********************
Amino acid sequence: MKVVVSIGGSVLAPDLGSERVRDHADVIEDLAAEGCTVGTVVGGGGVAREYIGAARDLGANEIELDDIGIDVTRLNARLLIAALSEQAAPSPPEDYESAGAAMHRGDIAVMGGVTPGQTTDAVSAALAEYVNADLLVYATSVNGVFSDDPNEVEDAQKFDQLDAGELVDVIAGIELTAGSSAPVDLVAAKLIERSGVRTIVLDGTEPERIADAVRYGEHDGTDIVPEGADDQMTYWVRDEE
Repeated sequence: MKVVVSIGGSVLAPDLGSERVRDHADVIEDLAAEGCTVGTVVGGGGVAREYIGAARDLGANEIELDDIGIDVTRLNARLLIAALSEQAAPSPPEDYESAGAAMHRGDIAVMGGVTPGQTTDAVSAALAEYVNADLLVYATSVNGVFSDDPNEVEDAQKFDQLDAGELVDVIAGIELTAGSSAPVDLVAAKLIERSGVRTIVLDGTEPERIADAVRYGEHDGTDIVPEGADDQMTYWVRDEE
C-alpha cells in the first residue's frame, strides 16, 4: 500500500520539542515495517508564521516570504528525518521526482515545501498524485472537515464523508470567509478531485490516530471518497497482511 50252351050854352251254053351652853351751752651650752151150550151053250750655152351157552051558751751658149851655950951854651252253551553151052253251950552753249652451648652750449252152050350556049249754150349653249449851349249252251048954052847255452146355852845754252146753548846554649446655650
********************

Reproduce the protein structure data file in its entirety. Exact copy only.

Amino acid sequence: MKVVVSIGGSVLAPDLGSERVRDHADVIEDLAAEGCTVGTVVGGGGVAREYIGAARDLGANEIELDDIGIDVTRLNARLLIAALSEQAAPSPPEDYESAGAAMHRGDIAVMGGVTPGQTTDAVSAALAEYVNADLLVYATSVNGVFSDDPNEVEDAQKFDQLDAGELVDVIAGIELTAGSSAPVDLVAAKLIERSGVRTIVLDGTEPERIADAVRYGEHDGTDIVPEGADDQMTYWVRDEE
Repeated sequence: MKVVVSIGGSVLAPDLGSERVRDHADVIEDLAAEGCTVGTVVGGGGVAREYIGAARDLGANEIELDDIGIDVTRLNARLLIAALSEQAAPSPPEDYESAGAAMHRGDIAVMGGVTPGQTTDAVSAALAEYVNADLLVYATSVNGVFSDDPNEVEDAQKFDQLDAGELVDVIAGIELTAGSSAPVDLVAAKLIERSGVRTIVLDGTEPERIADAVRYGEHDGTDIVPEGADDQMTYWVRDEE
C-alpha cells in the first residue's frame, strides 16, 4: 500500500520539542515495517508564521516570504528525518521526482515545501498524485472537515464523508470567509478531485490516530471518497497482511 50252351050854352251254053351652853351751752651650752151150550151053250750655152351157552051558751751658149851655950951854651252253551553151052253251950552753249652451648652750449252152050350556049249754150349653249449851349249252251048954052847255452146355852845754252146753548846554649446655650